Senate report recommends criminal liability age threshold to 12, stiffer penalties for parents
MANILA, Philippines — Children as young as 12 years old who acted with discernment should be held criminally liable while parents of children in conflict with the law should suffer stiffer penalties.
These were among the recommendations included in a 13-page report prepared by three committees— justice and human rights; women, children, family relations and gender equality; and finance — on a bill lowering the minimum age of criminal responsibility from 15 years old to 12.
The report was signed by 11 of 21 committee members, including Senator Richard Gordon, chairman of the committee on justice.
Under the bill, a child below 12 years old at the time of the commission of an offense should be exempt from liability. But the child would still be subjected to an intervention program.
“A child 12 years of age and above but below 18 years of age shall likewise be exempt from liability and be subjected to an intervention program, unless the child has acted with discernment, in which case, such child shall be subjected to the appropriate proceedings in accordance with this Act,” the measure noted.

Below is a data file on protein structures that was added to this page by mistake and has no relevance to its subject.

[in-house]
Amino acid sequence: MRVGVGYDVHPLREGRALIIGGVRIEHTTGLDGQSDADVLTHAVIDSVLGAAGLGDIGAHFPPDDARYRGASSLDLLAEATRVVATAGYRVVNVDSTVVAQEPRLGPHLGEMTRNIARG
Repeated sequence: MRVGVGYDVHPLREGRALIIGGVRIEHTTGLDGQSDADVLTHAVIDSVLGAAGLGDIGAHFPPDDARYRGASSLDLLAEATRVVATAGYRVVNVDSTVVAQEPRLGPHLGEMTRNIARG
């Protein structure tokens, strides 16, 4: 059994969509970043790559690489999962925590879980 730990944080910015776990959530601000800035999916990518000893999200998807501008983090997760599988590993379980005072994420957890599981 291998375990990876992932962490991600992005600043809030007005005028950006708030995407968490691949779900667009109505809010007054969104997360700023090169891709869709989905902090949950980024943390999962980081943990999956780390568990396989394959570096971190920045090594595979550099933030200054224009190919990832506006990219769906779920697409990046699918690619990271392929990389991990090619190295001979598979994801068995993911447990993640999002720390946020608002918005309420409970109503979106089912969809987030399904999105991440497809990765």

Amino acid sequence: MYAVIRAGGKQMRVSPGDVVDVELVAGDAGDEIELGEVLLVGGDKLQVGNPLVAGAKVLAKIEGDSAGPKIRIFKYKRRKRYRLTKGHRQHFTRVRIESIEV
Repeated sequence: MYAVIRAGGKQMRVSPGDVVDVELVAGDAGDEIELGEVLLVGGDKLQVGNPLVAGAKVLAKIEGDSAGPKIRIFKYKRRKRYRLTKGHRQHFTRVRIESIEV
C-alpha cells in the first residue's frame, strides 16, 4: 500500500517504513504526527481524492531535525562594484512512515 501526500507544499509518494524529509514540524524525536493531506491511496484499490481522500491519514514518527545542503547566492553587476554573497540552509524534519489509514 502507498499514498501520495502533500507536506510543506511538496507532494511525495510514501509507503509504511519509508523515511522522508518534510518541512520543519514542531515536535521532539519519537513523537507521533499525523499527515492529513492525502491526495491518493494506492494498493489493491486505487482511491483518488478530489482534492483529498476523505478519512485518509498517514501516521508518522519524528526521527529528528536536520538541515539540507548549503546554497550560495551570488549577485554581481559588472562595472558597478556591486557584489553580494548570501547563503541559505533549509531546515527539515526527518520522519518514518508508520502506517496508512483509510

Moreover, the Department of Social Welfare and Development (DWSD), in coordination with the Department of Interior and Local Government, should establish a fund and manage a 24-hour child-caring institution for children in conflict with the law who commits parricide, murder, infanticide, kidnapping and serious illegal detention where the victim is killed or raped, robbery with homicide or rape, destructive arson, rape or carnapping where the driver or occupant is killed or raped, or offenses under Comprehensive Dangerous Act of 2002.
The DSWD will also be responsible for building, funding, and operating a “Bahay Pag-asa” (House of Hope).
Every “Bahay Pag-asa” should have facilities such as gyms, libraries, and vocational training shops.
The budget for building, funding, and operating the “Bahay Pag-asa” will be included in the DSWD’s annual budget. The measure also proposes higher penalties for “parental liability.”
Under the bill, any person, including parents who exploit a child could face reclusion perpetua if the crime committed is punishable by imprisonment of more than six years.
A penalty of reclusion temporal, meanwhile, would be imposed if the crime committed is punishable by imprisonment of six years or less.
“The fact that the person who exploited the child for the commission of crimes shall be considered as a generic aggravating circumstance,” the bill further read. /ee
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